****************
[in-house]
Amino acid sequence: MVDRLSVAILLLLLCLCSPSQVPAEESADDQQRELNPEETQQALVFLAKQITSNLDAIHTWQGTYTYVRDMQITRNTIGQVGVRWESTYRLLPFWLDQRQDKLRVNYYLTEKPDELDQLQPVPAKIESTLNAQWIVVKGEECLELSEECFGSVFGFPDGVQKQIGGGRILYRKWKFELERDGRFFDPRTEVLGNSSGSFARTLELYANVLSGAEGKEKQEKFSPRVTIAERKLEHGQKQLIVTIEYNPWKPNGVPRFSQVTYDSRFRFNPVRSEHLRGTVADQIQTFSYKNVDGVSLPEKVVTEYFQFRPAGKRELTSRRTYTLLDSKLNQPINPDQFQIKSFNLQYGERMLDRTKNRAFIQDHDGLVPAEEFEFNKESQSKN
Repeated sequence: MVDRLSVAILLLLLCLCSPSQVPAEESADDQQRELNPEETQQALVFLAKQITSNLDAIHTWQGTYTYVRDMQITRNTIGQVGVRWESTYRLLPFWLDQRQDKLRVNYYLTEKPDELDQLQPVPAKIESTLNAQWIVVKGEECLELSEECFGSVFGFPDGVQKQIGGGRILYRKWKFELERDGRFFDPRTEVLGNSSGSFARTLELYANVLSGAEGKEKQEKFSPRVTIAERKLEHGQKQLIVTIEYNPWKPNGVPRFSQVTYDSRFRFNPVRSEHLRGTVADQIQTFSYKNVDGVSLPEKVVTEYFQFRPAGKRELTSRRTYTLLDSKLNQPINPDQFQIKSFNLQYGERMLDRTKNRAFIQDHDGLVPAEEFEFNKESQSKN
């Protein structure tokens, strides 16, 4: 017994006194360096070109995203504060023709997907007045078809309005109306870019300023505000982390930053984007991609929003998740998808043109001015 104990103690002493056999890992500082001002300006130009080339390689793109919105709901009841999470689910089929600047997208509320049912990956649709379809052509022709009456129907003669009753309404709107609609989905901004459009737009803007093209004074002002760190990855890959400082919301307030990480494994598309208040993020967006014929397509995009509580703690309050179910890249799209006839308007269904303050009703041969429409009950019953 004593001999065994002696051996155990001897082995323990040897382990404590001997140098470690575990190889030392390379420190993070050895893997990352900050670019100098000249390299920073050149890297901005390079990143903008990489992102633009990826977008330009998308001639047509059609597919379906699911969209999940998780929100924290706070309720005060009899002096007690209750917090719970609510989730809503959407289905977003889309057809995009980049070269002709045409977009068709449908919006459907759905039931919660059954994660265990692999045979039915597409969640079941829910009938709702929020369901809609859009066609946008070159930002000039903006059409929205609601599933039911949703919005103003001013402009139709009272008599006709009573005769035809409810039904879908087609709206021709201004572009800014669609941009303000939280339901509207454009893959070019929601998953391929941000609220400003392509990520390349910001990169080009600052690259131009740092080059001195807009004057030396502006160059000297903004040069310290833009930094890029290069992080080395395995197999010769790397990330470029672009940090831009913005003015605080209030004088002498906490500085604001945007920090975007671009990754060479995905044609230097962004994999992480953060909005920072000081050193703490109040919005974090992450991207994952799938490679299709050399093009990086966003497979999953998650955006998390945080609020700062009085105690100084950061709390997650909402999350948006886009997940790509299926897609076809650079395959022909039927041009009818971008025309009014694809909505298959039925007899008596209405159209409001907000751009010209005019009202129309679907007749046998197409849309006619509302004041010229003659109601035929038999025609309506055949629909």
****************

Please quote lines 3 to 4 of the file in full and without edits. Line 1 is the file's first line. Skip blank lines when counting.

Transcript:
Repeated sequence: MVDRLSVAILLLLLCLCSPSQVPAEESADDQQRELNPEETQQALVFLAKQITSNLDAIHTWQGTYTYVRDMQITRNTIGQVGVRWESTYRLLPFWLDQRQDKLRVNYYLTEKPDELDQLQPVPAKIESTLNAQWIVVKGEECLELSEECFGSVFGFPDGVQKQIGGGRILYRKWKFELERDGRFFDPRTEVLGNSSGSFARTLELYANVLSGAEGKEKQEKFSPRVTIAERKLEHGQKQLIVTIEYNPWKPNGVPRFSQVTYDSRFRFNPVRSEHLRGTVADQIQTFSYKNVDGVSLPEKVVTEYFQFRPAGKRELTSRRTYTLLDSKLNQPINPDQFQIKSFNLQYGERMLDRTKNRAFIQDHDGLVPAEEFEFNKESQSKN
């Protein structure tokens, strides 16, 4: 017994006194360096070109995203504060023709997907007045078809309005109306870019300023505000982390930053984007991609929003998740998808043109001015 104990103690002493056999890992500082001002300006130009080339390689793109919105709901009841999470689910089929600047997208509320049912990956649709379809052509022709009456129907003669009753309404709107609609989905901004459009737009803007093209004074002002760190990855890959400082919301307030990480494994598309208040993020967006014929397509995009509580703690309050179910890249799209006839308007269904303050009703041969429409009950019953 004593001999065994002696051996155990001897082995323990040897382990404590001997140098470690575990190889030392390379420190993070050895893997990352900050670019100098000249390299920073050149890297901005390079990143903008990489992102633009990826977008330009998308001639047509059609597919379906699911969209999940998780929100924290706070309720005060009899002096007690209750917090719970609510989730809503959407289905977003889309057809995009980049070269002709045409977009068709449908919006459907759905039931919660059954994660265990692999045979039915597409969640079941829910009938709702929020369901809609859009066609946008070159930002000039903006059409929205609601599933039911949703919005103003001013402009139709009272008599006709009573005769035809409810039904879908087609709206021709201004572009800014669609941009303000939280339901509207454009893959070019929601998953391929941000609220400003392509990520390349910001990169080009600052690259131009740092080059001195807009004057030396502006160059000297903004040069310290833009930094890029290069992080080395395995197999010769790397990330470029672009940090831009913005003015605080209030004088002498906490500085604001945007920090975007671009990754060479995905044609230097962004994999992480953060909005920072000081050193703490109040919005974090992450991207994952799938490679299709050399093009990086966003497979999953998650955006998390945080609020700062009085105690100084950061709390997650909402999350948006886009997940790509299926897609076809650079395959022909039927041009009818971008025309009014694809909505298959039925007899008596209405159209409001907000751009010209005019009202129309679907007749046998197409849309006619509302004041010229003659109601035929038999025609309506055949629909």